In mid-March 2018, the boy confided in his grandmother about Stroud sexually assaulting him and he did so within days after he had moved into her home with his mother and his siblings. At that point, Stroud was living elsewhere. At some point, Stroud admitted himself into a drug rehab in North Carolina.

After the grandmother relayed the information to the boy’s mother, the women reported the allegations to authorities, which launched an investigation.

In a recorded interview conducted by a Child Advocacy Center caseworker, the boy reported that Stroud had threatened to kill his mother if he told anyone about what he had been doing to him.

Lee told jurors that the boy did not report Stroud’s molestation of him until he no longer was living in the same house with Stroud and, therefore, felt safe.

Prosecutors played the video of that interview for jurors in the courtroom. The boy, now 9, also testified on the witness stand Friday.

In both, the boy was hazy regarding when Stroud sexually abused him and, to a point, where inside the house he did it.

However, the boy provided consistent details of what Stroud did to him. The boy also recalled how he felt physically and, to a lesser point, emotionally when Stroud was molesting him. In addition, the boy provided apt descriptions of sex-related things that normally, according to Lee, would be beyond a child’s grasp or familiarity.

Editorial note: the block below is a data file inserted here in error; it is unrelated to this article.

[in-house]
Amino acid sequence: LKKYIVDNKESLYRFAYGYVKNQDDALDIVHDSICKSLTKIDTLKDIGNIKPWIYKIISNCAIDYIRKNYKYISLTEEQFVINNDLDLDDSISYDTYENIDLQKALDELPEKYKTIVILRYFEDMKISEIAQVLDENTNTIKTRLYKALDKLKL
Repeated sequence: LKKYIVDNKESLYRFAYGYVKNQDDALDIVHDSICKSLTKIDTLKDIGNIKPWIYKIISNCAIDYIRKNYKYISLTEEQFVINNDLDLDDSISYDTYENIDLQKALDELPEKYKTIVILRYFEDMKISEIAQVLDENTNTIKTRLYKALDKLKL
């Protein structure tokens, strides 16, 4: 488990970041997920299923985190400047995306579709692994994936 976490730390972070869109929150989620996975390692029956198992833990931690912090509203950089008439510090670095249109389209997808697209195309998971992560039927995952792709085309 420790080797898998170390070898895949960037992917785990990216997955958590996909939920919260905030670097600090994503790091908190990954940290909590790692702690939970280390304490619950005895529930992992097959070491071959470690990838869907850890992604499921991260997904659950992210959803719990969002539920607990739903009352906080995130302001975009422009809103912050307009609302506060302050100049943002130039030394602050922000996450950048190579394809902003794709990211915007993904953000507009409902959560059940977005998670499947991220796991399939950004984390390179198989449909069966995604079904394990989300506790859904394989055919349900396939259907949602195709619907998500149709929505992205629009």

“It hurt,” the boy testified at one point.

Winston pointed out to jurors that prosecutors did not present any scientific and, or, medical evidence to support their sexual abuse charges against Stroud.

Doctors at Nemours/Alfred I. DuPont Hospital for Children in Wilmington, Del., found no signs of physical trauma to the boy, after conducting a thorough examination of him, she reminded jurors, commenting, “They came back normal.”

Lee countered that, because the boy could not specify when Stroud sexually abused him, it could not be determined how much time had elapsed between that sexual abuse and the medical examination of the boy.

The last sentence of the findings report indicates that the medical examination could not “exclude or include” sexual abuse, according to information released at trial.

Winston also reported that only the boy’s DNA was found an article of his clothing that investigators had collected and sampled, Winston emphasized.

Lee told jurors that several other articles of the boy’s clothing were not collected and tested.

Stroud was cooperative with caseworkers and detectives, proactively so at times, and that he even volunteered to take a polygraph test, Winston told jurors.

In addition, Winston noted that Stroud took the witness stand in his own defense – even though he had a legal right to remain silent. During his testimony, Stroud maintained that he did not sexually assault the boy, but did acknowledge that he sometimes beat him with a belt and that he abused drugs and alcohol.

The defense also asserted that the boy’s mother orchestrated false allegations against Stroud in retaliation for him contacting Social Services caseworkers and accusing her of child neglect. Stroud had filed his formal complaint after he and the boy’s mother had one of their heated arguments and she, in response, left him at the house with the children for a long period of time.

“All of a sudden, a few days later, these (child sex abuse) charges pop up,” Winston told jurors.

Lee countered that it was during that time period that the boy found himself no longer living in the same house with Stroud, which made him feel safe enough to tell. The prosecutor also noted that the boy gave relatively consistent accounts of what Stroud did to him, using descriptions that typically would be beyond a child’s scope.